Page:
When she was 10, Vera was one of a group of children chosen to plant a tree in Coronation Wood in honour of the crowning of King George VI. Half a century later Vera and 30 of her fellow childhood tree-planters were tracked down to repeat the exercise the year after the Great Storm in 1987.
During the Second World War Bob was a navigator with the Fleet Air Arm.
John said: “He engaged in bombing runs in Norway and it was there he had his first brush with death, ditching into freezing Arctic waters off the Lofoten Islands. With only the one lifejacket on the plane the pilot, a Scotsman named Archie Sims, donned it and swam around the plane to cling on to Bob until they were picked up by the dinghy of the attendant frigate. Lifelong friends thereafter, Archie visited Hastings in the mid-1960s, and Bob travelled to Scotland to see him when he retired.
“In the first week of August 1945 with the war nearing its end, Bob had his next horrific brush with death. His crew of three had duly bombed the Tokushima runway at the entrance to the Inland Sea, and had turned to head back when they were hit by anti-aircraft fire. The pilot knew immediately that they couldn’t make it to the carrier, and asked Bob for courses and co-ordinates to one of the three possible waiting rescue vessels. On receiving them he chose an American submarine positioned offshore in the Pacific Ocean and the pilot ‘ditched the plane beautifully’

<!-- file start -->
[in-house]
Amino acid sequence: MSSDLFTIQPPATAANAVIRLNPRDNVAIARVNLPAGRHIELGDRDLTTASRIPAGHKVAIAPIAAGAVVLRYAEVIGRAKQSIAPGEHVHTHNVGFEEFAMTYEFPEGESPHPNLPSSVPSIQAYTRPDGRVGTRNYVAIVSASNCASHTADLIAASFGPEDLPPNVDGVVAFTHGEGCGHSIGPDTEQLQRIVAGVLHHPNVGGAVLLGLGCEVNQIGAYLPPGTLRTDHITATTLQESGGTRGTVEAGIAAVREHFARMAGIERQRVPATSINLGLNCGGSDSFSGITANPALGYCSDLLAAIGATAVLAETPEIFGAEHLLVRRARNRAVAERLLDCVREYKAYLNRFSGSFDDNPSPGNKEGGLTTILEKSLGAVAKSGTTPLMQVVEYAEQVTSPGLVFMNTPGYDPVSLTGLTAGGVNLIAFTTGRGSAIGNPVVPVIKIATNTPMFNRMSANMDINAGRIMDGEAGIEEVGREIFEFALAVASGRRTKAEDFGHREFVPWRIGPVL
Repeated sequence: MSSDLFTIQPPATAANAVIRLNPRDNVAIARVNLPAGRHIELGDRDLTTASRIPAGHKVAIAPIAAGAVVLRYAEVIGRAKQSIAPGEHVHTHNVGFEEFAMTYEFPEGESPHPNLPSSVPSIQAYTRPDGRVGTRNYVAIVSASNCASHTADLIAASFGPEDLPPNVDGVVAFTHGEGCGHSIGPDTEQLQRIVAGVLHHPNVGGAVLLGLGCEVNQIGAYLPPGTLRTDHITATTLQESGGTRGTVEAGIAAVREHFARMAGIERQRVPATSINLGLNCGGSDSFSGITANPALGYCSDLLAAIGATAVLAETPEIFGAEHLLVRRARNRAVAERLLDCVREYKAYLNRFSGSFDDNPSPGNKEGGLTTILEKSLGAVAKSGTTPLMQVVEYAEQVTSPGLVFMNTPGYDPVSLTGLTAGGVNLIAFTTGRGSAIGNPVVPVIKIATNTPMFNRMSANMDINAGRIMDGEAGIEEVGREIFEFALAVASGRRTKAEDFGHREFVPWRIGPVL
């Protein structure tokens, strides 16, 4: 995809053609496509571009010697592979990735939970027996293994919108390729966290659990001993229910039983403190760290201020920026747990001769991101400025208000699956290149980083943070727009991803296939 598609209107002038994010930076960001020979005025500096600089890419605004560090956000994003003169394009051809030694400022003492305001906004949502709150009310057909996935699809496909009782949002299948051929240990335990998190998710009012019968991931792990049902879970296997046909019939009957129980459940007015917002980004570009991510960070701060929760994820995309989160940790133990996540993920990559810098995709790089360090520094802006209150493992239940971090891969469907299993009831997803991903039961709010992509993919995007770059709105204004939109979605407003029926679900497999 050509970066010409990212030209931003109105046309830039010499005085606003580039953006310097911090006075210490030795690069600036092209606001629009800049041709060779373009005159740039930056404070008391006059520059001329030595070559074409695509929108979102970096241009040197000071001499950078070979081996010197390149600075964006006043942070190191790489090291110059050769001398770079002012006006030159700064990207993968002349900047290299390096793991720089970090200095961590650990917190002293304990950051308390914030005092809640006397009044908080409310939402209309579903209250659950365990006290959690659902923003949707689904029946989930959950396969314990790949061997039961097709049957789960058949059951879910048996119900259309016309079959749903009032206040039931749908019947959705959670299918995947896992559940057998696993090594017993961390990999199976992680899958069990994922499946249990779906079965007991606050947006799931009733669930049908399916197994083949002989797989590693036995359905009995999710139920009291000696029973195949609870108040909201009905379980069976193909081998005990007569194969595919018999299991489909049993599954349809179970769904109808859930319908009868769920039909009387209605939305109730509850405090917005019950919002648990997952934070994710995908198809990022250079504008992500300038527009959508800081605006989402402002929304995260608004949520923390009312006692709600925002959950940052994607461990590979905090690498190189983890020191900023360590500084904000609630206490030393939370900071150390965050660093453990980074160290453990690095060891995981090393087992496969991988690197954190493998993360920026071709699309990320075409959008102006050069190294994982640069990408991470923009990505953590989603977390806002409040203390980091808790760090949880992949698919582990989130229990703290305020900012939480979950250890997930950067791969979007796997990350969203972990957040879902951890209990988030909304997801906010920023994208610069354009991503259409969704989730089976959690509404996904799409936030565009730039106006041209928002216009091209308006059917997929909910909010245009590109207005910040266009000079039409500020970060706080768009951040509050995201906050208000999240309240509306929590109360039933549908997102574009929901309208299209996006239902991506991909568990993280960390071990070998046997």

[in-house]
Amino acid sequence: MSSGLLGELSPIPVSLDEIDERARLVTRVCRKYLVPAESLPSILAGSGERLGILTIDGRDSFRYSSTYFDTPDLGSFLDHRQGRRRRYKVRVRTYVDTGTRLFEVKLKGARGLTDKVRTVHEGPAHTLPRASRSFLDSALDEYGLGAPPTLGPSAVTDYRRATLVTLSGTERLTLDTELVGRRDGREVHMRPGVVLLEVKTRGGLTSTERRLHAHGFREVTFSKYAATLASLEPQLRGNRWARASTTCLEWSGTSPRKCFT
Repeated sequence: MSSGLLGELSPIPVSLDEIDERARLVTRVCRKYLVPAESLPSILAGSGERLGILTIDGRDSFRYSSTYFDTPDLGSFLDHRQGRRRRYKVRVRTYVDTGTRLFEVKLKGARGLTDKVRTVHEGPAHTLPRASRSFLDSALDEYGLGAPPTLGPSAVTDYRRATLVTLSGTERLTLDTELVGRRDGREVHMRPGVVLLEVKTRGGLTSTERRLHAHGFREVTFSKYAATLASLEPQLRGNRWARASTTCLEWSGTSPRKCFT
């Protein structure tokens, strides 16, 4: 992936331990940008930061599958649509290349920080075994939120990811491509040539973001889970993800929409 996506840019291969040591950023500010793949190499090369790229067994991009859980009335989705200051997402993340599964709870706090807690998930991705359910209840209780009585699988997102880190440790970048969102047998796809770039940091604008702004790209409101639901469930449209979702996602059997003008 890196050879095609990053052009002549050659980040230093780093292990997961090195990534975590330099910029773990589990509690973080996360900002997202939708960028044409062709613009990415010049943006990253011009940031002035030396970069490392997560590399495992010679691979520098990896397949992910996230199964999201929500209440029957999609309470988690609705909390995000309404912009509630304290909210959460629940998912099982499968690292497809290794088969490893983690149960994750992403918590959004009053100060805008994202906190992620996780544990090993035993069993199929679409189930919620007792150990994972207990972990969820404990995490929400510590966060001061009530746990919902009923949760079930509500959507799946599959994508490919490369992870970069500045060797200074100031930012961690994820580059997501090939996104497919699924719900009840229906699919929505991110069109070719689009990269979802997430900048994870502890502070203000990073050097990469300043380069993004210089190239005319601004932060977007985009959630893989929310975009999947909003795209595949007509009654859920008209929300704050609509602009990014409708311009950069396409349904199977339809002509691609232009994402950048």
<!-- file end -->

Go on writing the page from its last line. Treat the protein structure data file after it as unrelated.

“Unfortunately, the pilot and the bomber ‘didn’t make it’, but the crew of the submarine rescued Bob, again by dinghy, and eventually transported him back to the Northern Marianas island of Saipan.”
Back in England, Vera, aged 12, joined many other young evacuees, and was sent by train to Ware in Hertfordshire.
After returning to Hastings, Vera’s house was hit by a bomb late in 1941 with she, her mother Ada and Eileen all inside.
They suffered minor injuries from flying glass and shrapnel and had to move out to temporary accommodation, with the Minister of Clive Vale Congregational Church offering them rooms in the large manse nearby and just down the road from Bob’s home. A year later their own house, re-built, was declared safe enough for them to return.